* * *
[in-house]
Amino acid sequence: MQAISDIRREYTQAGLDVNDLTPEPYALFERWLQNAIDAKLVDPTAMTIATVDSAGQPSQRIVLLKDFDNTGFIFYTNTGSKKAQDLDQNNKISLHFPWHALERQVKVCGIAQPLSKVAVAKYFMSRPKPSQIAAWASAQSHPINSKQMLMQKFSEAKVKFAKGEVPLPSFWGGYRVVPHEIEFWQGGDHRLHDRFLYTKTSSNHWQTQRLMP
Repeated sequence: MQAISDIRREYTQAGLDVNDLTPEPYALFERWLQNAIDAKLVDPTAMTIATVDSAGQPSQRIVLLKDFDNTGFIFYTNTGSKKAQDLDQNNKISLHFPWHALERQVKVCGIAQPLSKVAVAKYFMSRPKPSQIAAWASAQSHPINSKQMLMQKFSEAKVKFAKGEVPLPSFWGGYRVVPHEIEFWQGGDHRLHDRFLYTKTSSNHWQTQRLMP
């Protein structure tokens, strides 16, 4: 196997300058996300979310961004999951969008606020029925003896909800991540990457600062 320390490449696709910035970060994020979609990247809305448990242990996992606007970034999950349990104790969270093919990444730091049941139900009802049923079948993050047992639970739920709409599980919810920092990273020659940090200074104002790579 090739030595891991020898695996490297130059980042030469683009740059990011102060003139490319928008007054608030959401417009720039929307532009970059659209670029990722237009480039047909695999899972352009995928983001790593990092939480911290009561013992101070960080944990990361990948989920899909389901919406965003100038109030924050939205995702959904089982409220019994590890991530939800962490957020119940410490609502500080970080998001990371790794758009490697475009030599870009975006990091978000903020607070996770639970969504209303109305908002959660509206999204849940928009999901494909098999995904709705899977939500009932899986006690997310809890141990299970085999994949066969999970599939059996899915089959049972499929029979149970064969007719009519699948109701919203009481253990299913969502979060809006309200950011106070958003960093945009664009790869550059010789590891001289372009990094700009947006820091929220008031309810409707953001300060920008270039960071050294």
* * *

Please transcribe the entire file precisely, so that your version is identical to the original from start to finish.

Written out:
[in-house]
Amino acid sequence: MQAISDIRREYTQAGLDVNDLTPEPYALFERWLQNAIDAKLVDPTAMTIATVDSAGQPSQRIVLLKDFDNTGFIFYTNTGSKKAQDLDQNNKISLHFPWHALERQVKVCGIAQPLSKVAVAKYFMSRPKPSQIAAWASAQSHPINSKQMLMQKFSEAKVKFAKGEVPLPSFWGGYRVVPHEIEFWQGGDHRLHDRFLYTKTSSNHWQTQRLMP
Repeated sequence: MQAISDIRREYTQAGLDVNDLTPEPYALFERWLQNAIDAKLVDPTAMTIATVDSAGQPSQRIVLLKDFDNTGFIFYTNTGSKKAQDLDQNNKISLHFPWHALERQVKVCGIAQPLSKVAVAKYFMSRPKPSQIAAWASAQSHPINSKQMLMQKFSEAKVKFAKGEVPLPSFWGGYRVVPHEIEFWQGGDHRLHDRFLYTKTSSNHWQTQRLMP
């Protein structure tokens, strides 16, 4: 196997300058996300979310961004999951969008606020029925003896909800991540990457600062 320390490449696709910035970060994020979609990247809305448990242990996992606007970034999950349990104790969270093919990444730091049941139900009802049923079948993050047992639970739920709409599980919810920092990273020659940090200074104002790579 090739030595891991020898695996490297130059980042030469683009740059990011102060003139490319928008007054608030959401417009720039929307532009970059659209670029990722237009480039047909695999899972352009995928983001790593990092939480911290009561013992101070960080944990990361990948989920899909389901919406965003100038109030924050939205995702959904089982409220019994590890991530939800962490957020119940410490609502500080970080998001990371790794758009490697475009030599870009975006990091978000903020607070996770639970969504209303109305908002959660509206999204849940928009999901494909098999995904709705899977939500009932899986006690997310809890141990299970085999994949066969999970599939059996899915089959049972499929029979149970064969007719009519699948109701919203009481253990299913969502979060809006309200950011106070958003960093945009664009790869550059010789590891001289372009990094700009947006820091929220008031309810409707953001300060920008270039960071050294």